1759 RARE AND EXCEPTIONALLY UNIQUE HANDWRITTEN ACCOUNT OF THE TRIAL AND SUBSEQUENT PUNISHMENT OF AN AMERICAN DRAFT DODGER, UNWILLING TO FIGHT FOR THE BRITISH IN THE FRENCH AND INDIAN WAR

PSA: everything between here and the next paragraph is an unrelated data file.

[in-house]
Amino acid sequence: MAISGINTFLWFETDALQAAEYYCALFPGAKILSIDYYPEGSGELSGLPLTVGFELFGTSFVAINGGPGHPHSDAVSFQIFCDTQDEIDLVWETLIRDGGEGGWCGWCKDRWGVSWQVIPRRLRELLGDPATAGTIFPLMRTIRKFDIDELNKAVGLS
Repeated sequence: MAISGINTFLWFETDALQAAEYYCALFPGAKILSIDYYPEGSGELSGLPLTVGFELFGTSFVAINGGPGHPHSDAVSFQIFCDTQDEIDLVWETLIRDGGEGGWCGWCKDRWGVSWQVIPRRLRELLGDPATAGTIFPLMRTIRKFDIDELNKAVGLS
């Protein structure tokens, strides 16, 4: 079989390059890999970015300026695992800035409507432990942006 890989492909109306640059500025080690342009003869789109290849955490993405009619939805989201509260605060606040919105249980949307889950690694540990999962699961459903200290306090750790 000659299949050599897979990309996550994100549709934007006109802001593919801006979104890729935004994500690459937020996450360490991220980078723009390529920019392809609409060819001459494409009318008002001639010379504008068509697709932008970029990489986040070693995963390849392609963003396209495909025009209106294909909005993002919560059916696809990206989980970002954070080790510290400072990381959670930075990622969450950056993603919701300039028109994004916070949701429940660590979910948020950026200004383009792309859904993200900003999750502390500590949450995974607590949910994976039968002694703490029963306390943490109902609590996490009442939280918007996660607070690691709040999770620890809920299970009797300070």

On offer is an extraordinary historical document of pre-Independence America and the French and Indian War which pitted the colonies of British America against those of New France, with both sides supported by military units from their parent countries and American Indian allies. The document in question is two and a half pages, dated 1759, concerning the legal case of a man named Jesse Dimmick, of Mansfield, Windham County, Connecticut, a member of the 10th Company, Connecticut Militia, who refused to accompany the combined Expedition of British Regular and American Militia for the purpose of invading Canada during the French and Indian War. The letter is sent from “attorney to our Svrn Lord the King for sd Country” named Jedediah Elderkin to Samuel Gray, Esq. “one of his majesty’s justices for ye peace for Windham County, Conn.” The letter begins with some background to the desertion, “General Assembly of ye Coloney of Connecticut at their Sessions held in New Haven in March last did resolve and order to Raise five thousand troops in sd Colony to Joyne his majesty’s Regular troops in North America & in junction with them to invade Canada and Carry war into the hart of the Enemies Country in pursuance to his majesty’s orders and Instructions...Col. Dyar having recd sd orders did then immediately grant his proper warrant under his hand to Joseph Stors of Mansfield Capt of the 10th military Companey in sd 5th Regiment him ordering to Impress or Detach of the Soldiers under his command or those that ware with in the Limits of sd Companey to able bodied effective men to go in sd expedition.” The letter than discusses the case of Mr. Dimmick. “...but sd Jesse Dimmick not regarding the Laws and Constitution of sd Coloney to sd detachment & order did neglect and refuse to joyne sd company under sd Major Glass or in any wise to go in sd expedition which neglect and refusal of sd Dimmick is against the peace of ye King his crown & dignity and contrary to the Laws of this Coloney in such case made & provided given under my hand in Windham County February 27th day anno domine 1759 & in the 32 year of his majesty’s raign Jedediah Elderkin” The next page contain more details of the case. “...you are hereby Commanded forthwith to arrest sd body of the with named Jesse Dimmick and him have forth with before Amon Babcock Esq one of his majesty’s justices of sd peace for sd County of Windham...” this part is dated March 29th, 1759 by “Samuel Gray Justice of sd peace”. The last part of the document, dated the “17th day of April 1759” concerns the trail of Mr. Dimmick, who has been arrested and brought before the justice of the peace, where Dimmick pleads not guilty to the charges against him. “Dimmick appeard in sundry Guidances all which were thoroughly examinned by this court & Dimmick way heard in his defense & this court having examined sd J. Dimmick & sd guidances summoned their in of sd openion that their in cours of action...that Dimmick becom bound with loyalty in a recognized bond to sd ___ of sd County of Windham of twenty pounds lawful money.” This is signed “the above is & with in are true copys of Record as in life. Amos Babcock justice of sd Peace.” The very last page contains a list of costs associated, in pounds, shillings, and pence, “Costs abound to Mr. Nebon £1-6-0”; “Court fees £0-2-0”; the total cost of the trail for Dimmick appears to be £2, 1 shilling and six pence, before his court appointed penalty of 20 pounds for refusing to join the service. The document is in folio format, measuring 13 x 8 inches, dated 1759, in very good, clean and legible condition. The script can at times be difficult to decipher due to the dated language and spelling of the era, but rewards a close look, both the for the interesting facts of the case, as well as the wider military and historical significance of these report in the decades prior to American Independence, when it was still a British colony. There is no description of why Dimmick chooses not to join the militia, but it could be because of a belief in an independent America. This could be why he pleads not guilty to charges he is clearly guilty of. (Background: The French and Indian War (1754–63) comprised the North American theater of the worldwide Seven Years' War of 1754–63. The war pitted the colonies of British America against those of New France, with both sides supported by military units from their parent countries of Great Britain and France, as well as by American Indian allies. Jesse Dimmick was born between 1725 and 1726, and died on the 10th of January 1771. He married Rachel Kidder on May 19, 1751 in Dudley, Massachusetts. Jedediah Elderkin was born in Norwich, Connecticut in 1717. Col. Elderkin and Col. Dyer were the leading lawyers in Eastern Connecticut. Jedidiah Elderkin was appointed Justice of the Peace in 1756 and chosen a member of the General Assembly from Windham in the spring of 1751 and repeatedly afterwards until 1785. In March 1775, Jedidiah Elderkin, Esq., was commissioned a Colonel of the Fifth Regiment of the Connecticut Militia.
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